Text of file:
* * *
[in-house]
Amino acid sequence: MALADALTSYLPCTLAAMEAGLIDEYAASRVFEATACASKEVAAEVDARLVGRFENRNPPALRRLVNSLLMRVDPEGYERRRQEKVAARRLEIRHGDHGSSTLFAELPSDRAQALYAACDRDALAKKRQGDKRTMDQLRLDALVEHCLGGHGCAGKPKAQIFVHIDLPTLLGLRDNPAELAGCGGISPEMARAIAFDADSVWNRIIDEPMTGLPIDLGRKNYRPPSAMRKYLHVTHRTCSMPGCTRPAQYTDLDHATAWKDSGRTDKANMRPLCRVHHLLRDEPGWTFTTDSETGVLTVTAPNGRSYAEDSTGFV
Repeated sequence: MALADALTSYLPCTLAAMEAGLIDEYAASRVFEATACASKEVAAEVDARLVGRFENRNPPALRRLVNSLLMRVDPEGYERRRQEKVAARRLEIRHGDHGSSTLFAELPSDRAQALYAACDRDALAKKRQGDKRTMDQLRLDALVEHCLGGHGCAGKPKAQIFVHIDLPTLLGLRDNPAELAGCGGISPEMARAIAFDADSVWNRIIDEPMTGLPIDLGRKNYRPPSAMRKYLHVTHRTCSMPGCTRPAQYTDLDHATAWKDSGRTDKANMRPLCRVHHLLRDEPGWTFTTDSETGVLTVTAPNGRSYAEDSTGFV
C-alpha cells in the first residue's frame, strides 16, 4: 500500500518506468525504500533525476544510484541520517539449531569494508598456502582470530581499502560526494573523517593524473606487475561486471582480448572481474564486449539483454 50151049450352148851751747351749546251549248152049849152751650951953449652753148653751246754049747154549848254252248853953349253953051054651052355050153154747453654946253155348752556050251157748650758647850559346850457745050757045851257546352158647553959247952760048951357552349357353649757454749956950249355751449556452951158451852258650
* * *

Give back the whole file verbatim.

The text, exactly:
[in-house]
Amino acid sequence: MALADALTSYLPCTLAAMEAGLIDEYAASRVFEATACASKEVAAEVDARLVGRFENRNPPALRRLVNSLLMRVDPEGYERRRQEKVAARRLEIRHGDHGSSTLFAELPSDRAQALYAACDRDALAKKRQGDKRTMDQLRLDALVEHCLGGHGCAGKPKAQIFVHIDLPTLLGLRDNPAELAGCGGISPEMARAIAFDADSVWNRIIDEPMTGLPIDLGRKNYRPPSAMRKYLHVTHRTCSMPGCTRPAQYTDLDHATAWKDSGRTDKANMRPLCRVHHLLRDEPGWTFTTDSETGVLTVTAPNGRSYAEDSTGFV
Repeated sequence: MALADALTSYLPCTLAAMEAGLIDEYAASRVFEATACASKEVAAEVDARLVGRFENRNPPALRRLVNSLLMRVDPEGYERRRQEKVAARRLEIRHGDHGSSTLFAELPSDRAQALYAACDRDALAKKRQGDKRTMDQLRLDALVEHCLGGHGCAGKPKAQIFVHIDLPTLLGLRDNPAELAGCGGISPEMARAIAFDADSVWNRIIDEPMTGLPIDLGRKNYRPPSAMRKYLHVTHRTCSMPGCTRPAQYTDLDHATAWKDSGRTDKANMRPLCRVHHLLRDEPGWTFTTDSETGVLTVTAPNGRSYAEDSTGFV
C-alpha cells in the first residue's frame, strides 16, 4: 500500500518506468525504500533525476544510484541520517539449531569494508598456502582470530581499502560526494573523517593524473606487475561486471582480448572481474564486449539483454 50151049450352148851751747351749546251549248152049849152751650951953449652753148653751246754049747154549848254252248853953349253953051054651052355050153154747453654946253155348752556050251157748650758647850559346850457745050757045851257546352158647553959247952760048951357552349357353649757454749956950249355751449556452951158451852258650